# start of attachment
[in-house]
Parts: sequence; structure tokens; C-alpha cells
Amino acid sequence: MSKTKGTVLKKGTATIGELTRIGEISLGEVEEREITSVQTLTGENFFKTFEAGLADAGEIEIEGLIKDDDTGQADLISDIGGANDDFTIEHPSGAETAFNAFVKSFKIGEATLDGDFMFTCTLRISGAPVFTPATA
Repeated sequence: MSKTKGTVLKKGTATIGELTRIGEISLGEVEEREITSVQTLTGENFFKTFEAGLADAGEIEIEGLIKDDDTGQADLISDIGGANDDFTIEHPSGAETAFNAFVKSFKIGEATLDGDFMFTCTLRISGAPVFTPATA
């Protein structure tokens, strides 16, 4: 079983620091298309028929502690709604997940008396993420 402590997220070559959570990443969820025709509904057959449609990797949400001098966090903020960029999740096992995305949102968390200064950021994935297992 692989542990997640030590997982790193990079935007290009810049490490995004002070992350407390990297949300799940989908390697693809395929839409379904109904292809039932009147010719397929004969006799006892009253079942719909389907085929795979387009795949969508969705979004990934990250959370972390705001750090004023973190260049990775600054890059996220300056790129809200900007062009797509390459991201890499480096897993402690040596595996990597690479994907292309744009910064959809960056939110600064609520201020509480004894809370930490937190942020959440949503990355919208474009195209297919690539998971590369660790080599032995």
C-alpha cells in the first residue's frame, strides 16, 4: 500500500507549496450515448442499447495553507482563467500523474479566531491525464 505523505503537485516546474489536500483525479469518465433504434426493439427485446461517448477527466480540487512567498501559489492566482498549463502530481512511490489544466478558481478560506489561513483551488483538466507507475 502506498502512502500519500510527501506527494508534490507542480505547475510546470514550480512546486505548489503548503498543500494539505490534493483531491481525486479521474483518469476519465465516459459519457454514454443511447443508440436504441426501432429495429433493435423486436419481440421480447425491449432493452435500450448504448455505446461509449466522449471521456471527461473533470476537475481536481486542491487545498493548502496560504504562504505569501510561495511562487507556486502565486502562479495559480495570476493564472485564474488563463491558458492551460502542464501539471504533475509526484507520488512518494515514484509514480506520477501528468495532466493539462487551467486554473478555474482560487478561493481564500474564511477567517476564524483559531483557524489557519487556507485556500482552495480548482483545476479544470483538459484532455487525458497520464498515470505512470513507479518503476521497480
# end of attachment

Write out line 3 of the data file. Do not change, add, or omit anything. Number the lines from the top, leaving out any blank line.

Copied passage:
Amino acid sequence: MSKTKGTVLKKGTATIGELTRIGEISLGEVEEREITSVQTLTGENFFKTFEAGLADAGEIEIEGLIKDDDTGQADLISDIGGANDDFTIEHPSGAETAFNAFVKSFKIGEATLDGDFMFTCTLRISGAPVFTPATA